Over the Labour Day weekend my family spent a wonderful few days at my uncle’s cottage in Minden Hills in Ontario. But this post is not about enjoying a cottage or Labour Day weekend. This post is about French Fries.
What does a visit to a cottage in the countryside have to do with French Fries, you wonder? Everything, I say. You see, I love French Fries. I don’t just love any variety. They have to come from good potatoes and must be cooked with care. Let me explain.
If I had my way, a well-balanced meal would be French Fries and ice cream, my two loves. My ice cream post will come another day, as today is all about the fried potato.
People around the world love to fry and eat potatoes. I believe both the Belgians and the French claim to have invented this delicacy, which has roots all the way back to the 17th century. Fries, frites, chips, whatever you want to call them, I am not the only person to love this fried goodness.
The best way, in my opinion, to eat French Fries, is from a truck or stand that lives on the side of a road or highway. Chip wagon. Shack. Fry stand. Whatever you want to call it, this is where to find the best eats. I am not a fan of the places that make a variety of foods and claim to have great fries but, in reality, have bags of pre-cut potatoes in a vast freezer in the back. I don’t care how much oil you use to fry them up, those are not French Fries.
My first favourite fry shack on the side of the road belonged to “Fry Guy.” To this day, I don’t know his name, but wow did he make them well. He built a small shed beside a gas station on the way up to our family’s country house, and it was hard for us to pass that place without stopping for a snack. Fry Guy was a retired history teacher who had a knack for making great fries and great conversation. His shack wasn’t so clean and he was eventually shut down. Maybe it was the dirt that made his food taste so good?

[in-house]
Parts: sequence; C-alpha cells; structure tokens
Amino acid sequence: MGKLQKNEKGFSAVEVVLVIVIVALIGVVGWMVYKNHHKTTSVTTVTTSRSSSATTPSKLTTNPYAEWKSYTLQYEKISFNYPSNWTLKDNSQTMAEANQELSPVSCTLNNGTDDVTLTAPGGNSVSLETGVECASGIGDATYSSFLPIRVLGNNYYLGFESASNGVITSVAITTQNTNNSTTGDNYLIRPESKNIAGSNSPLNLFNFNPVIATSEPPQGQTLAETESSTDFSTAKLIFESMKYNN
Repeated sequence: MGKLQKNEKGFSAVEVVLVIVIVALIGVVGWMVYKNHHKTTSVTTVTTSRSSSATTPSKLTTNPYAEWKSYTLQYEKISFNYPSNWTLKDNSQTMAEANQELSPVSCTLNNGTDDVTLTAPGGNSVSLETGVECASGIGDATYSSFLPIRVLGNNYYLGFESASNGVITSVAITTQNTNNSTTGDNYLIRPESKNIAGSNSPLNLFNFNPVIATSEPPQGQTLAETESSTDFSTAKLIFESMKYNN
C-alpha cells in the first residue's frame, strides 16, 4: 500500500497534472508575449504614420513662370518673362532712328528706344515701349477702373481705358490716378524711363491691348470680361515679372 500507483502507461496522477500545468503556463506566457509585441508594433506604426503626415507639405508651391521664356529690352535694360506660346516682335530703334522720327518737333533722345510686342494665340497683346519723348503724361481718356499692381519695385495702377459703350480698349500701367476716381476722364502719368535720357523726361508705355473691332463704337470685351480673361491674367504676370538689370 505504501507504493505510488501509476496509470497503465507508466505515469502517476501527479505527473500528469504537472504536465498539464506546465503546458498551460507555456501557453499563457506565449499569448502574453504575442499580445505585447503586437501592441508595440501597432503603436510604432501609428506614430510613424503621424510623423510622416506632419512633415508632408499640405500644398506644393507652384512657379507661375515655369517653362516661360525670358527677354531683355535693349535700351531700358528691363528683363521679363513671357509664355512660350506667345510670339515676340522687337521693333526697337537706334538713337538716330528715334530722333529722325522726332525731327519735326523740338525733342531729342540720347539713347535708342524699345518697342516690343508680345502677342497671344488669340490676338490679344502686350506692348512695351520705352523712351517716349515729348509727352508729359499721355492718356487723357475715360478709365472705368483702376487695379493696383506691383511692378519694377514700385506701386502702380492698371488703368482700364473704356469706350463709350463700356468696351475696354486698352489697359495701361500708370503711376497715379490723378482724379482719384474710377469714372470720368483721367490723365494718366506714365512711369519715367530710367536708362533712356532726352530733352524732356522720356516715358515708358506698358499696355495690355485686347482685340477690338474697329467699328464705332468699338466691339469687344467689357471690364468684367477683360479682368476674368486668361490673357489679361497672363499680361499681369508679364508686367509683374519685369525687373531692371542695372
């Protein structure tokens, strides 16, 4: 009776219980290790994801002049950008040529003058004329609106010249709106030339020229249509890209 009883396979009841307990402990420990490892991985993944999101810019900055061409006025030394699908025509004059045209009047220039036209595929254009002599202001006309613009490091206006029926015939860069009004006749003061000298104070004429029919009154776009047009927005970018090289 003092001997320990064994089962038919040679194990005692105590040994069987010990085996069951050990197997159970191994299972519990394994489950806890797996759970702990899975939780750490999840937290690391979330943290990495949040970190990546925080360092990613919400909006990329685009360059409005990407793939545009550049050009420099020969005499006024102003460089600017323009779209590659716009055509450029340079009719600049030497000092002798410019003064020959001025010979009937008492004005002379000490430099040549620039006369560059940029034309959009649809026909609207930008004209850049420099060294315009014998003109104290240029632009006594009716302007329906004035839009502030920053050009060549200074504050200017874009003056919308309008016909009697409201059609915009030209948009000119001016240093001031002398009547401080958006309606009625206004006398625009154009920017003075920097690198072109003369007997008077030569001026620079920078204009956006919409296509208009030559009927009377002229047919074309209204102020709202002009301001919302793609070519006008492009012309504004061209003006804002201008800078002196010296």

Fry Guy was replaced by Fry Girls, and up the road we also discovered Fry People. And I have tried so many more, most of whom were not honoured by a special name from me.
So, what makes a roadside French Fry just so tasty and enticing to the palette? First of all, as I mentioned above, it has to start with a good potato. Then the potato must be hand cut, with the skin left on. It has to be fried in very hot oil, to make it soft in the inside and crispy on the outside. A bit of salt to finish it off is key.
I believe all good fry stands follow this basic formula, and of course they all make it theirs in their own way. For example, in Quebec, I enjoy frites, which are much thinner and stringier. I find them, for the most part, much greasier, but that’s okay. Also, in Quebec, frites are typically served in a paper bag. My favourite frites stand is on highway 329, deep in the Laurentians, between the towns of Ste Agathe and Saint Donat. Yum. Yes, I enjoyed my fill a couple of weeks ago while we visited the area.
I found a fry stand this past weekend on the way to my uncle’s cottage that I simply adored. The Queen of Fries Chip Truck is located in the village of Norland, and I give them permission to include the word “Queen” in their name. The potatoes they use are local, they are hand cut, with skin on, and their oil was super-hot to produce a perfectly cooked fry. We devoured the family size.
No matter how many French Fries I eat I can never get my fill. Which is why I am on a quest to find the best French Fries. Maybe I need to go on a road trip across Canada, or North America, or do I have to jump over to Europe? I could travel for days, weeks or maybe even months, testing out the best there is from Vancouver Island to Eastern Newfoundland, from Northern Ontario down into Texas. Or maybe a hop over to the back roads in England, over the Channel and through French and Belgian villages?
Tell me where your favourite French Fries, frites or chips place is, no matter where you live. I hope to visit them all. Post me a note on Facebook, leave a comment here, or Tweet me @AliciaRichler. This is going to be fun!